Venous thromboembolism (VTE) represents a common complication that patients with cancer face.  Approximately 1% to 8% of patients with cancer will develop VTE, representing a nearly 50 times increased risk compared with the general population.1

Once a cancer diagnosis is established, those patients with metastatic disease can have up to a 13-times higher incidence of VTE when compared to patients with only local disease.1

Patients with cancer are at increased risk of developing a VTE based on their relatively prothrombotic state. Many patients with cancer also have to undergo surgical procedures, which can further increase their risk of VTE.2

Continue Reading

Once diagnosed with VTE, there are several treatment options available including full-dose anticoagulation (ATC) as well as the placement of an inferior vena cava filter (IVCF).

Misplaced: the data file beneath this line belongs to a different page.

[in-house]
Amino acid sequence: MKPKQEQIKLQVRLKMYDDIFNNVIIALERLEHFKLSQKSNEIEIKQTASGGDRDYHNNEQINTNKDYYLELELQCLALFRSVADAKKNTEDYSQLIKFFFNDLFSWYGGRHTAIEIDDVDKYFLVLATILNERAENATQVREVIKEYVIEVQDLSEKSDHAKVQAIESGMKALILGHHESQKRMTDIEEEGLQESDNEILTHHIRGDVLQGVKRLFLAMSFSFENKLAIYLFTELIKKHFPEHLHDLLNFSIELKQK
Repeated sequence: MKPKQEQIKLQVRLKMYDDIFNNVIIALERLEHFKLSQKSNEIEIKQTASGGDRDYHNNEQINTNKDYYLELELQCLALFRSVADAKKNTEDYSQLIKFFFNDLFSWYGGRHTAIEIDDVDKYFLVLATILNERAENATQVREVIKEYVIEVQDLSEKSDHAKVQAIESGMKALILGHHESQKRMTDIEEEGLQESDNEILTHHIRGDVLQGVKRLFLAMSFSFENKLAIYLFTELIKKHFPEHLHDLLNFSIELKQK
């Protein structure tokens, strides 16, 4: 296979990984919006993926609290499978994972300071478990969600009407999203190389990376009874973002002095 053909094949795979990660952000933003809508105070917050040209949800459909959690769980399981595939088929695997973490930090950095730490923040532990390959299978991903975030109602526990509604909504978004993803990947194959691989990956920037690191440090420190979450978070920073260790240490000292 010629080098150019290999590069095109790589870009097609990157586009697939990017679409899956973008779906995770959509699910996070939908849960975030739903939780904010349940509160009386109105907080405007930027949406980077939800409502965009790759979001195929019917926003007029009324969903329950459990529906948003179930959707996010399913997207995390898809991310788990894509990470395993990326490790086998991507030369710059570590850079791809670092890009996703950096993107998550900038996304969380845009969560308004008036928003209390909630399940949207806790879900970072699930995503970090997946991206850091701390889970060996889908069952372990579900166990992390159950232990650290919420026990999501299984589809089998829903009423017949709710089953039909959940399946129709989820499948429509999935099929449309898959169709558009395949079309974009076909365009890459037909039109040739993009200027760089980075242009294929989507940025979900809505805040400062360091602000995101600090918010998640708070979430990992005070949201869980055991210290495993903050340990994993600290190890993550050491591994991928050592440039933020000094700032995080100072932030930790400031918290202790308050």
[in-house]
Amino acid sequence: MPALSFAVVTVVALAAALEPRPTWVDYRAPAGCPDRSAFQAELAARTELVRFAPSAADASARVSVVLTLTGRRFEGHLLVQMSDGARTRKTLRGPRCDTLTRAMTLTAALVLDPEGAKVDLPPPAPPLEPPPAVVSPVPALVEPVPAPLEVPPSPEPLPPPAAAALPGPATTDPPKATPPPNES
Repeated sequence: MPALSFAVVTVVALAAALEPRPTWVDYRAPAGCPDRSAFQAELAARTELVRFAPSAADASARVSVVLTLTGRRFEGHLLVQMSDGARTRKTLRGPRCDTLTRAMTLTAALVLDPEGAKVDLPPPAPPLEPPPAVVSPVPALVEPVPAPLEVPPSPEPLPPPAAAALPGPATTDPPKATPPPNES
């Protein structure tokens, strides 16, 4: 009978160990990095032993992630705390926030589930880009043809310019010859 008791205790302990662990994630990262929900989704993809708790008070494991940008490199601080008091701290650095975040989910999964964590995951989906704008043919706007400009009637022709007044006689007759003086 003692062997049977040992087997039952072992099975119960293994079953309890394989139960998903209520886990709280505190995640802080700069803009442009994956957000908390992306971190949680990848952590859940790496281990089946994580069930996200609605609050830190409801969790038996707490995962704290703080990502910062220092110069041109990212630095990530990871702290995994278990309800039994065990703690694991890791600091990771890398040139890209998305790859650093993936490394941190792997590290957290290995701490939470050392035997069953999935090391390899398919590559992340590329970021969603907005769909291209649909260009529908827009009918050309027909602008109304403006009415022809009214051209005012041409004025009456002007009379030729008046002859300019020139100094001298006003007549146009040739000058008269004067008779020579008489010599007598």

When an IVCF is placed, there are two main types: potentially retrievable and permanent.1 The new development of potentially retrievable IVCFs have led to their increased utilization in the last decade. 

According to current guidelines, an IVCF is only indicated when patients experience recurrent pulmonary embolism (PE) despite full dose ATC or when therapeutic ATC is contraindicated.1,2,3

RELATED: NSAIDs Tied to Venous Thromboembolism (VTE) Risk

However, an IVCF is commonly considered in patients with cancer based on their relative increased risk of recurrent VTE and PE and potential contraindications to full dose ATC including intracranial metastases, established gastrointestinal bleeding or planned procedures.4

In addition, many oncology health care professionals are concerned that although their patients may not have contraindications to full dose ATC upon their initial VTE diagnosis, they may develop contraindications in the future and therefore request an IVCF. Some clinicians will consider the placement of a prophylactic IVCF in a patient with cancer without a prior VTE.